There is one more clue in my case. Remember the bit where I'm an ACoA with co-dependency and drink and addiction issues? We tend to sabotage ourselves. Just when we get near to doing something we want to do, that might be beneficial or move us along in the world, we distract ourselves with something else, mess up, or in some other way lose the chance. I maybe doing that. If I knew which of my projects I'm actually succeeding with. The day job? I'm not so sure there. My work? I think my latest story has potential. I'm still in the West End. I could try again to do what I abandoned last time because the budget threatened to run out of control. I should suspect self-sabotage rather than anything profound and just let whatever it is play itself out.

Monday, 5 July 2010

Signs of Distraction

I'm writing this on a train to Leeds. Not the one I booked on The Bank's travel system and for which I had a seat reservation. No. That train left at 17:33 from Kings Cross. That's what the ticket said. I thought I was getting a train at 18:00. There is one. I must have chosen the 17:33 instead. So I missed it.

On Friday I lost my toiletry bag somewhere in Heathrow Airport. I had built its contents up over the years: a small badger shaving brush, a tube of almond shaving cream from Taylors of Old Bond Street, various pills, plasters and potions to cope with minor eventualities and stomach acid, toothbrush and toothpaste. I had it in an external pocket where the security people could look at it, and when I left the Cafe Nero to go to the boarding gate, there it was gone.

When I arrived in the Netherlands, my phone decided to go wandering. It wouldn't find a signal, lost my friend's details and re-booted itself when I tried to look at his records. It cured itself after being off for a while. This morning it lost my sister's details.

When I tried to leave the Netherlands on Sunday evening, KLM decided to change the plane, os instead of leaving at 20:30, we left at 21:40. When we arrived at Heathrow, they parked us at a gate somewhere near Reading. I think we may have been the last plane into T4 than evening.

I bought another train ticket and the chances are good I can expense it. I replaced the essential parts of my toiletries bag. I can re-load the contacts in my phone. I can't get the bad night's sleep back.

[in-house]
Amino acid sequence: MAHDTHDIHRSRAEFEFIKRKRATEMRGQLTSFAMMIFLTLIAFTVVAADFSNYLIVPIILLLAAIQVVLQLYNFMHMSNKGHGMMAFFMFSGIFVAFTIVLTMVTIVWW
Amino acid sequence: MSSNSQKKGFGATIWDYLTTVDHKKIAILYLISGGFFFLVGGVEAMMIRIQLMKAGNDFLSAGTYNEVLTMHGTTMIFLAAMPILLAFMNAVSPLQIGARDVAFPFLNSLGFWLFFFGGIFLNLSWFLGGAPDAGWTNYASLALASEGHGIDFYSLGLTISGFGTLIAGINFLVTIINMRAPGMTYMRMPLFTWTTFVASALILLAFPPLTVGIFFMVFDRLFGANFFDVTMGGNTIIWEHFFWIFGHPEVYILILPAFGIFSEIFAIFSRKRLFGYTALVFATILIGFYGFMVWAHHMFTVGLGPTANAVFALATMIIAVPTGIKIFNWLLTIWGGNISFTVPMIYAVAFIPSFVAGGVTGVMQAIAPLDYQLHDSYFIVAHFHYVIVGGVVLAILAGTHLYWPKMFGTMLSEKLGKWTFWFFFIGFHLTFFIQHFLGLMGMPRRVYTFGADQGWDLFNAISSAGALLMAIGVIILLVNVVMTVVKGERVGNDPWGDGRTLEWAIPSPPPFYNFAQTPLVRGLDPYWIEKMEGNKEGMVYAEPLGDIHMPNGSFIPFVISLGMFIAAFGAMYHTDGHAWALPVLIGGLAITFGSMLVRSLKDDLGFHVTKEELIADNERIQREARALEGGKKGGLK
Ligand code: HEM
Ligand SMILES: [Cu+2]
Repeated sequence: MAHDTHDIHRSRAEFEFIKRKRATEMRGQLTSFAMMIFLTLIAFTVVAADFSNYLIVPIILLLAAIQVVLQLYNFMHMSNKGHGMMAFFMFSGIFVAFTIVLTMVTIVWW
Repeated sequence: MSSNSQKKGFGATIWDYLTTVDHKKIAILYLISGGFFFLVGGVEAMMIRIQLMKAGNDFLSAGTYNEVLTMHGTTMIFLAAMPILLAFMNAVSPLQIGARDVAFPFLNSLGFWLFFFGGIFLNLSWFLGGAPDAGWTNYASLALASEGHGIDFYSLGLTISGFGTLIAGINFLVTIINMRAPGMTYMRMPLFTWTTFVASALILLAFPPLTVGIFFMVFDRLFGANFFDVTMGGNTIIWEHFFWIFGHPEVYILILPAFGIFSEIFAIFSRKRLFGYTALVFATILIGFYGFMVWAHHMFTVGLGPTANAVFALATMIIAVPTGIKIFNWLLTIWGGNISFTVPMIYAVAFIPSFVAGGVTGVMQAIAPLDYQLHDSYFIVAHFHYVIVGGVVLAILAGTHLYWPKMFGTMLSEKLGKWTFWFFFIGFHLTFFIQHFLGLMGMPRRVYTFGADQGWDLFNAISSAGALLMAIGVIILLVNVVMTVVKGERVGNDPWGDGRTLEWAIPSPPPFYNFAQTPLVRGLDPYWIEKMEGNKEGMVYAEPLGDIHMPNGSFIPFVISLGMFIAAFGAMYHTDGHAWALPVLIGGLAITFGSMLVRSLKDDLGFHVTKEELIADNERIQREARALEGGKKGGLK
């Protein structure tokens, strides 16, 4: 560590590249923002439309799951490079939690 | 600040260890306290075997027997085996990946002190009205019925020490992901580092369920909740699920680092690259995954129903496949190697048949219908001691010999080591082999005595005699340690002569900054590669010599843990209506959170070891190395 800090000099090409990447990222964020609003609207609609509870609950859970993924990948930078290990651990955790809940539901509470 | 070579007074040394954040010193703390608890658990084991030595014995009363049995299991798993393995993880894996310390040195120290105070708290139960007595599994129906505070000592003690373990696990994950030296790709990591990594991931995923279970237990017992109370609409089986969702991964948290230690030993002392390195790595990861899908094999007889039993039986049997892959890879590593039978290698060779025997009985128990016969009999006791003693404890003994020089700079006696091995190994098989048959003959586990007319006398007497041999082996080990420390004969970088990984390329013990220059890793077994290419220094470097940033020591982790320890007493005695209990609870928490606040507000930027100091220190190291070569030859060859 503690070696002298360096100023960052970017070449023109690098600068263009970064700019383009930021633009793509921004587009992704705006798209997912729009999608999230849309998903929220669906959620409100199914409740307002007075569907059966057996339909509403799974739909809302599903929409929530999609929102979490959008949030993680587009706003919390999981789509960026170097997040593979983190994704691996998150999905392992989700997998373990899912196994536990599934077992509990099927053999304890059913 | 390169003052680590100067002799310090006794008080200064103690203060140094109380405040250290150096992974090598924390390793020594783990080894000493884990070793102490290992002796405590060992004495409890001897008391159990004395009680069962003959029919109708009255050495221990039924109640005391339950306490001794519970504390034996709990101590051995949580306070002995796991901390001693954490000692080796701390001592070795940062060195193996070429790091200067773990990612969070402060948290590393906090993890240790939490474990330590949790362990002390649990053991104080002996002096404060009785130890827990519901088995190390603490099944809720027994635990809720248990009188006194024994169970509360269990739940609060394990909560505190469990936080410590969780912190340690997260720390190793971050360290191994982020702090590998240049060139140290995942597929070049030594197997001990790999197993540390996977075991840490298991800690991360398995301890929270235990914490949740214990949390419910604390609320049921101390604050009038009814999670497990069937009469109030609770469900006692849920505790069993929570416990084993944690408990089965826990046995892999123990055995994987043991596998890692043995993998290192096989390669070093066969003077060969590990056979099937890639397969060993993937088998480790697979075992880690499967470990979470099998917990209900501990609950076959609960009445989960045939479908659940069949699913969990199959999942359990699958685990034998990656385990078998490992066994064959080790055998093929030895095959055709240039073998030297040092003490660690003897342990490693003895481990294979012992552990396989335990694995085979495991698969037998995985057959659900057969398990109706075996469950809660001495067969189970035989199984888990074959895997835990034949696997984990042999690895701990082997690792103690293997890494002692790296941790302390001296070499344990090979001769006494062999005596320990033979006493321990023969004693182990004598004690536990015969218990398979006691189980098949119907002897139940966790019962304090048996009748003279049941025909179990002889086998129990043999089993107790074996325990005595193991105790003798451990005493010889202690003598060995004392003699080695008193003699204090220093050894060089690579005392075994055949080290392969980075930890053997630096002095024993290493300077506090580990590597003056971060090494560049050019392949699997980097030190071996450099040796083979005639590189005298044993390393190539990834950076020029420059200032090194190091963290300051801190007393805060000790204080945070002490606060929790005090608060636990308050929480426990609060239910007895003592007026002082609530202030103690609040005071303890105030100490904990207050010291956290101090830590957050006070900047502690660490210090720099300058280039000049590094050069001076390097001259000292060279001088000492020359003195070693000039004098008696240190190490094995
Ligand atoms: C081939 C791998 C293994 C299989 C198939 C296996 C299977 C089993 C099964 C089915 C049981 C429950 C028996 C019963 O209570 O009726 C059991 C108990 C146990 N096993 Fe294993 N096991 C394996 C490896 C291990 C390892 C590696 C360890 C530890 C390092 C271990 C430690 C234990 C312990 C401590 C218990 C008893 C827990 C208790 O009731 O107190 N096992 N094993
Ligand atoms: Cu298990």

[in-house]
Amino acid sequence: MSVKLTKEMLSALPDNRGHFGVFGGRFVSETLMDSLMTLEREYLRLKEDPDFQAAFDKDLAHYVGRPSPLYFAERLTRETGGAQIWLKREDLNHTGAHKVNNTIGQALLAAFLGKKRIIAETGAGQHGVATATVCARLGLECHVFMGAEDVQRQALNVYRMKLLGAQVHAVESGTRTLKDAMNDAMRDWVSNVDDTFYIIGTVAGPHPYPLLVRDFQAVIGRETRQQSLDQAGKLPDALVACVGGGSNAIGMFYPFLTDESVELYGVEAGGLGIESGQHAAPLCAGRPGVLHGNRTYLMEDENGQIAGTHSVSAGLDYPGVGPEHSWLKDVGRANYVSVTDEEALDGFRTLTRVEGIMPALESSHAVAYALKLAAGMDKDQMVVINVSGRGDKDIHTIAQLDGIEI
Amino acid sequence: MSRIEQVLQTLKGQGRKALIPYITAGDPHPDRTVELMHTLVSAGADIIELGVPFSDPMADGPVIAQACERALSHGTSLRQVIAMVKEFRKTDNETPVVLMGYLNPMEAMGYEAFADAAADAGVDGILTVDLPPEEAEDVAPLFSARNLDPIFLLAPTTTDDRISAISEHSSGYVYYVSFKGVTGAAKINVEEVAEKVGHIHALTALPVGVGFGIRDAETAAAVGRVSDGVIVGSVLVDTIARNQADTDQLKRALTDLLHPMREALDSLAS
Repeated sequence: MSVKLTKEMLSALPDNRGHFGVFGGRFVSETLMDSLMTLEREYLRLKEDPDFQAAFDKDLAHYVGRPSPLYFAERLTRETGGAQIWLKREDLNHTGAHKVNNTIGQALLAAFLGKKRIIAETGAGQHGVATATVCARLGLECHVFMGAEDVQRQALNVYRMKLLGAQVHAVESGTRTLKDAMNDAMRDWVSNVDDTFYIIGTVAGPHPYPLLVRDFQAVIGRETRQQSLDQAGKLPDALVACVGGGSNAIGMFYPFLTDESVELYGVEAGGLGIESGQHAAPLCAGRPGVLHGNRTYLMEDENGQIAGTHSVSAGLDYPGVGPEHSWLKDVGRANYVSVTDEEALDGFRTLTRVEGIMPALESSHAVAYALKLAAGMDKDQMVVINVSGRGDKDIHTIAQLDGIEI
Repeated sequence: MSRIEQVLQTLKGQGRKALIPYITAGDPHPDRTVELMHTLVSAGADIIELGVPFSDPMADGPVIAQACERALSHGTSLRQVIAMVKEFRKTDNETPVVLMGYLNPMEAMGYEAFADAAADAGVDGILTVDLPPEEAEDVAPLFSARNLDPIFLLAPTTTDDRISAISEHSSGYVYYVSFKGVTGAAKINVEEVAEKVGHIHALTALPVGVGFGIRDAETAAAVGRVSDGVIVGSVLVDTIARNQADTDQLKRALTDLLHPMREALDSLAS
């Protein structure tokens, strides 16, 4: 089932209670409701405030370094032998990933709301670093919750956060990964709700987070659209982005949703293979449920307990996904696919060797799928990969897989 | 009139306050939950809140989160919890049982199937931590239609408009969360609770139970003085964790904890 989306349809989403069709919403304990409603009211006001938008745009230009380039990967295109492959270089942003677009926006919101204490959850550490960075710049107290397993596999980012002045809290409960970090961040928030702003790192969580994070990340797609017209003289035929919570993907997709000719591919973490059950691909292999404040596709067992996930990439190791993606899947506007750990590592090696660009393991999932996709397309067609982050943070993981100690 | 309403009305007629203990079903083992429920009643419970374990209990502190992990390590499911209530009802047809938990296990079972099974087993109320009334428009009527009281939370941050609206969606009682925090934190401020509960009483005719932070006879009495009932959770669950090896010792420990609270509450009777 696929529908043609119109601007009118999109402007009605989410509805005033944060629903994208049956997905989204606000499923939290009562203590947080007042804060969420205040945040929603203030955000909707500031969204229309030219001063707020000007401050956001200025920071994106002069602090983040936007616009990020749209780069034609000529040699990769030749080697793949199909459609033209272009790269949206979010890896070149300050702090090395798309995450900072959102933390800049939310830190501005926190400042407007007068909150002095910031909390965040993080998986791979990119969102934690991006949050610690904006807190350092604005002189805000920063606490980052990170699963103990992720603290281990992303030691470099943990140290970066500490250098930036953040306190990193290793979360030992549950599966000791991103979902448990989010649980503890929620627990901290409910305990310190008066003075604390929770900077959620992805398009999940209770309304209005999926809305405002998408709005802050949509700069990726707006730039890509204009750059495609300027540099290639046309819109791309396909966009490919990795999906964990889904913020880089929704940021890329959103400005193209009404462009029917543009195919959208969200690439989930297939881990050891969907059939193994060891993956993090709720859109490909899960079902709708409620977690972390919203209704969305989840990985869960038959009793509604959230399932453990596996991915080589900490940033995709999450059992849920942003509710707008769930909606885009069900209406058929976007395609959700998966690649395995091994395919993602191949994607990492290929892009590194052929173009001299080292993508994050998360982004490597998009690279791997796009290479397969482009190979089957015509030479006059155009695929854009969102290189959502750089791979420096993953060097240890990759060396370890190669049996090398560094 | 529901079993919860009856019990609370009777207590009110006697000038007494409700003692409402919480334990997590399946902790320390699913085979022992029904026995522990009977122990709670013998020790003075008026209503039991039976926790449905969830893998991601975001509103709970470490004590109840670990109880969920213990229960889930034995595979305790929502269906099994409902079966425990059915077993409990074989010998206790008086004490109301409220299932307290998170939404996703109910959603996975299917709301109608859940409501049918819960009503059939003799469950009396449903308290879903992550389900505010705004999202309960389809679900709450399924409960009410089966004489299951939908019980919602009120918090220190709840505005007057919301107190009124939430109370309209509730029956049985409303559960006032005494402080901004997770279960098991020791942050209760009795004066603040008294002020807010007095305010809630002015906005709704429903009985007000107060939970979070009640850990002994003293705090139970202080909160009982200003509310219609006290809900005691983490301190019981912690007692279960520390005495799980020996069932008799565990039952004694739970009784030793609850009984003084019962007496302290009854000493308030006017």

But it's not about losing and replacing things. It's about the state of mind I'm in but don't seem to be aware of. I'm distracted. I'm thinking about anything but where I am. It's not just what usually happens over summer, there's a little more to it than that. And when I find out, I'll tell you.

Friday, 2 July 2010

Proust Questionnaire

What is your idea of perfect happiness?
Cool breeze, setting sun, clear sky, clifftop, sparkling sea, and a car waiting to take me somewhere interesting that evening

What is your greatest fear?
Retirement - my pension is worth a damn

What is the trait you deplore most in yourself?

What is the trait you deplore most in others?
Slobbish public behaviour

Which living person do you most admire?

What is your greatest extravagance?
I don't have the money for extravagances. Books and music are necessities.

What is your current state of mind?
I don't think there's a word for it. I must be in denial. Again.

What do you consider the most overrated virtue?
If it can be over-rated, it isn't a virtue.

What is the quality you most like in a man?
A quick wit

What is the quality you like most in a woman?
All of them

Which words or phrases do you most overuse?
"The snag / problem / catch / difficulty is ...."

Who or what is the greatest love of your life?
All my loves are equal

When and where were you happiest?
I haven't been there yet

Which talent would you most like to have?
Sight-reading music

What is your most treasured possession?
My sobriety

What do you regard as the lowest depths of misery?
I've never known misery - drunken self-pity, yes, but not misery

What is your favourite occupation?
Writing, taking pictures, making music

What is your most marked characteristic?
I don't drink the Kool-Aid

What do you value most in your friends?
Being with them

Who is your favourite hero in fiction?
Any of the main male protagonists in The Moon Is A Harsh Mistress

Who are your heros in real life?
Professional soldiers. I can't do what they do and I'm damn glad they do it.

What is it you most dislike?
Being lied to

What is your greatest regret?
Not having slept with far more women

How would you like to die?
Quickly and before Social Services can sell my house under me

What is your motto?
One day at a time